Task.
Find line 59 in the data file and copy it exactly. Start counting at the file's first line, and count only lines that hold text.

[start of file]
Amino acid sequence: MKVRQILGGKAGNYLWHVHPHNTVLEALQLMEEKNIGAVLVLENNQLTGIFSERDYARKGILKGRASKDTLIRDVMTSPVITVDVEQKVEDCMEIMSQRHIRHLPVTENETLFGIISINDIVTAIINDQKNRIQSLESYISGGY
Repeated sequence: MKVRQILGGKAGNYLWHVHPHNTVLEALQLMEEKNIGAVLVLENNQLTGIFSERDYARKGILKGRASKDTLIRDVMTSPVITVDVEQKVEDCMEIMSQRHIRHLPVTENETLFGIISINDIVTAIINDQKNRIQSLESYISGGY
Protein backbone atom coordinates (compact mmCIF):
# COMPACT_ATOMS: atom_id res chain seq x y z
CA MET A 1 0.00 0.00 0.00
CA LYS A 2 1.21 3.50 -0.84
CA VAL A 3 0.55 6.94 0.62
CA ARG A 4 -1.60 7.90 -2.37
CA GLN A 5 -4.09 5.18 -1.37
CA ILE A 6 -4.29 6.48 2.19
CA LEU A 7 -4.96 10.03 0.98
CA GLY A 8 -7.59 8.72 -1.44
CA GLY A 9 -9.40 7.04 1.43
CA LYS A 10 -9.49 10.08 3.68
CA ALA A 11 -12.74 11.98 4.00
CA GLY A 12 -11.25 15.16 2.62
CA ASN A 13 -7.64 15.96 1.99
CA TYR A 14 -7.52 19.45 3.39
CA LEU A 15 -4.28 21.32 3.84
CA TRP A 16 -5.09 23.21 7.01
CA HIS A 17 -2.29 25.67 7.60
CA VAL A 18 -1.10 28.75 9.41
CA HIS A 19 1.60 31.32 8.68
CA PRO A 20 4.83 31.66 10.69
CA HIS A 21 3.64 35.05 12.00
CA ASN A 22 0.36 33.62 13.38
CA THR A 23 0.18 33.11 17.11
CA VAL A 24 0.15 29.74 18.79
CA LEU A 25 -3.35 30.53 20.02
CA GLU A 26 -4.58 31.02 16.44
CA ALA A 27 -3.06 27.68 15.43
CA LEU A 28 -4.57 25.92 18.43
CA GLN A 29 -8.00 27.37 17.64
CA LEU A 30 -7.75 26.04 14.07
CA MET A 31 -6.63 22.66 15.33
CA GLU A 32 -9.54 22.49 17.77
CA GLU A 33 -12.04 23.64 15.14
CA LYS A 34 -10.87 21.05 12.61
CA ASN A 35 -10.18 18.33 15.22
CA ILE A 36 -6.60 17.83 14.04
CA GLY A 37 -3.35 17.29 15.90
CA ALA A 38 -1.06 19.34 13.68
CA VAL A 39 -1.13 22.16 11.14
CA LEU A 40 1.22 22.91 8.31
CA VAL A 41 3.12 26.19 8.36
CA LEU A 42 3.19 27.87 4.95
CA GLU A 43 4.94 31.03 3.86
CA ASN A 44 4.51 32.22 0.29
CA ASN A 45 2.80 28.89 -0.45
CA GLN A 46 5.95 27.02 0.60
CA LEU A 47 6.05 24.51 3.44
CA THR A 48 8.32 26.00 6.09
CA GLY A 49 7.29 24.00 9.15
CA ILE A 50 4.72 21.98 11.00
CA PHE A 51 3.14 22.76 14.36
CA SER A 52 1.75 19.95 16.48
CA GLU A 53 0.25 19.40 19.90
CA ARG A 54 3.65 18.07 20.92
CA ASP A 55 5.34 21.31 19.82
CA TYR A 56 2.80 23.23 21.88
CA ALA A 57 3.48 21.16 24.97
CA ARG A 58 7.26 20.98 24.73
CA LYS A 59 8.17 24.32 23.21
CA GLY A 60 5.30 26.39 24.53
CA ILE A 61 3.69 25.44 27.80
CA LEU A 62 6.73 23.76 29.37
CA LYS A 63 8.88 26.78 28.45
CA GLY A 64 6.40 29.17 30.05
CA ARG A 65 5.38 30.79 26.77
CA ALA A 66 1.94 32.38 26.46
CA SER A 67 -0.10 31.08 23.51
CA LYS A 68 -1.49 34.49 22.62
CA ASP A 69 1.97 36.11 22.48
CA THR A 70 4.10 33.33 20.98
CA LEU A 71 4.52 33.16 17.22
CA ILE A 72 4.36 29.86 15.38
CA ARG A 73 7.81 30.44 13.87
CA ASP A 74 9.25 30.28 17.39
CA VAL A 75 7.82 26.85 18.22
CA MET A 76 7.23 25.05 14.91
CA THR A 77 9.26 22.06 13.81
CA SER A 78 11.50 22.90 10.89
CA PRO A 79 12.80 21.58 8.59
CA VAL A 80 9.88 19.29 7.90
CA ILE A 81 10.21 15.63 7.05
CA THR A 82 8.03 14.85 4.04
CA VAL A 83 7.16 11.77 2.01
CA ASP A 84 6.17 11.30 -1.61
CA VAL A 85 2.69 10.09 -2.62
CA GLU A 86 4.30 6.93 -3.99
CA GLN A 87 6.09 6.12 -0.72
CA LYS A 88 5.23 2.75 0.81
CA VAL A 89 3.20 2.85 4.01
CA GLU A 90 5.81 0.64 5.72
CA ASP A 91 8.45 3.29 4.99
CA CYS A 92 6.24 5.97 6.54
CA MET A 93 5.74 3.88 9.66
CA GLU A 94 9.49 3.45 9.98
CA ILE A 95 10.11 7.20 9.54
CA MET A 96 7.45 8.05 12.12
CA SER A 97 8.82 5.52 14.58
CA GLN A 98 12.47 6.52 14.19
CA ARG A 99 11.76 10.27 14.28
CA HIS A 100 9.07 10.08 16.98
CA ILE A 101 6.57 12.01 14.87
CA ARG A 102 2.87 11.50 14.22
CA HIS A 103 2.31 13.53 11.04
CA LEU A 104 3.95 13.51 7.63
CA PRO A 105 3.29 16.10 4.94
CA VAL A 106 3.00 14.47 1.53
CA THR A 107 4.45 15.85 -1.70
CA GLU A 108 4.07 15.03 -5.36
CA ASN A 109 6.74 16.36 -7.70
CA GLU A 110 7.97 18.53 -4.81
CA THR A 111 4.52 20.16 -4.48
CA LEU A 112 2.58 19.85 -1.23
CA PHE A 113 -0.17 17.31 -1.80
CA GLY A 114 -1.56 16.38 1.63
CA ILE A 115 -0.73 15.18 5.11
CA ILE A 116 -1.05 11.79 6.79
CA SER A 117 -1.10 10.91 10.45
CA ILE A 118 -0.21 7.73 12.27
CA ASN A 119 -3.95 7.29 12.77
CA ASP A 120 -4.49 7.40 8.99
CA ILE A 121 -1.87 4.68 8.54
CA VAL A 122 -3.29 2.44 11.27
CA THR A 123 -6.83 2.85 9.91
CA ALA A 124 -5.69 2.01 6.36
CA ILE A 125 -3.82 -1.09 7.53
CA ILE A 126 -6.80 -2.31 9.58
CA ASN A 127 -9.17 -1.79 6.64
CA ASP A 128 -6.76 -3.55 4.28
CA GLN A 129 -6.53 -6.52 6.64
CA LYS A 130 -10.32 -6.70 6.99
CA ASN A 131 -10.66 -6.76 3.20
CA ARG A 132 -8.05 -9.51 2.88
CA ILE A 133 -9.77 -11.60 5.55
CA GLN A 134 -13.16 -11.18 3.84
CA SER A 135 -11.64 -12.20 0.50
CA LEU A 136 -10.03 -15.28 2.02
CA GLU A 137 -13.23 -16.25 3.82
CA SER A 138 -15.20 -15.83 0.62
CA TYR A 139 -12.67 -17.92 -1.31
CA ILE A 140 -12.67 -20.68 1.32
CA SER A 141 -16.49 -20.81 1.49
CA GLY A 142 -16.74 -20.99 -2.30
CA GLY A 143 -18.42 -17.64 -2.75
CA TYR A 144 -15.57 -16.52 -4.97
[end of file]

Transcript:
CA ASP A 55 5.34 21.31 19.82